The Big Spenders on the Side
His name won’t appear anywhere on the ballot when voters go to the polls June 6. But few Californians are having more impact on the governor’s race than wealthy developer Angelo K. Tsakopoulos.
Tsakopoulos and his daughter Eleni have poured $6 million into a television ad campaign that has revived state Treasurer Phil Angelides’ candidacy for the Democratic gubernatorial nomination against his far-wealthier rival, Controller Steve Westly.
The contribution limits imposed by voters six years ago don’t apply to Angelides’ angel, whose seven-figure spending spree is separate from the candidate’s own campaign.
California puts no restrictions on “independent” expenditures -- campaign efforts that by law must not be coordinated with the candidates they help.
Direct donations to Angelides, a Tsakopoulos friend and business partner for decades, are capped at $22,300, as they are for all other gubernatorial candidates this year.
The Sacramento developer’s independent effort is, so far, the costliest one in the 2006 campaign.
But Tsakopoulos is not alone: Dentists, Realtors, lawyers, casino interests, optometrists and many others are waging campaigns for the candidates of their choice.
Interest groups are spending heavily in the primary. They know that most California districts heavily favor one party, so whoever wins in June will probably win in November.
Campaign finance reports show that this year, $11.6 million has been spent on independent campaigns -- and the sum is rising by hundreds of thousands of dollars a day.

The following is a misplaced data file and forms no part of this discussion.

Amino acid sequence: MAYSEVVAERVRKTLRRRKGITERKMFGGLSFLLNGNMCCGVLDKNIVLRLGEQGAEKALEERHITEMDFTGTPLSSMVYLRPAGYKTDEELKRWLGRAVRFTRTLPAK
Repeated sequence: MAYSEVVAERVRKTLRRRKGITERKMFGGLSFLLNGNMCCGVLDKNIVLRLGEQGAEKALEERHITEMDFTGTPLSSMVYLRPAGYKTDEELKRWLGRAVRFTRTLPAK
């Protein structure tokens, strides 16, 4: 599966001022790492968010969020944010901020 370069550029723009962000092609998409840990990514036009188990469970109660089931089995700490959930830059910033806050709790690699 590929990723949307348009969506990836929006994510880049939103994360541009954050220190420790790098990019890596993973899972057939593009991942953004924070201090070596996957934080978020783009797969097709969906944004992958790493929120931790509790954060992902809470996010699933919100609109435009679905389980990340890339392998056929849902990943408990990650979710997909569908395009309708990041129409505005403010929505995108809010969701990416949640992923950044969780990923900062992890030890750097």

“It costs a certain amount of money to run a campaign,” said Darry Sragow, a Democratic consultant overseeing the California Chamber of Commerce’s independent campaign to elect moderate Democrats. “When that amount of money becomes difficult to raise by candidates, mechanisms are inevitably created to ensure that there is adequate money.”
Independent campaigns have many trappings of candidate campaigns -- but without the candidate. They involve consultants, some of whom specialize in representing interest groups. These people write candidate mailers, put up billboards, pay for polling, produce television and radio spots and buy airtime, essentially mirroring what candidate campaigns do.
Voters in the Whittier area may think they’re simply deciding between Democratic Assemblymen Rudy Bermudez and Ron Calderon to replace termed-out Sen. Martha Escutia (D-Whittier). But the big-money battle in the race features the insurance industry on Calderon’s behalf and the state prison guards union in favor of Bermudez, who is a state parole officer and a member of the guards union.
Campaigns funded largely by insurance firms and Realtors have reported spending $362,000 for brochures and other material touting Calderon, a moderate on business issues who has cast votes siding with the insurance industry.
The California Correctional Peace Officers Assn. and its allies have answered with $172,000 for cable television time and brochures to help Bermudez.
In the La Puente-Baldwin Park area, the Assembly race is between Democrats Renee Chavez and Ed Hernandez. Or is it?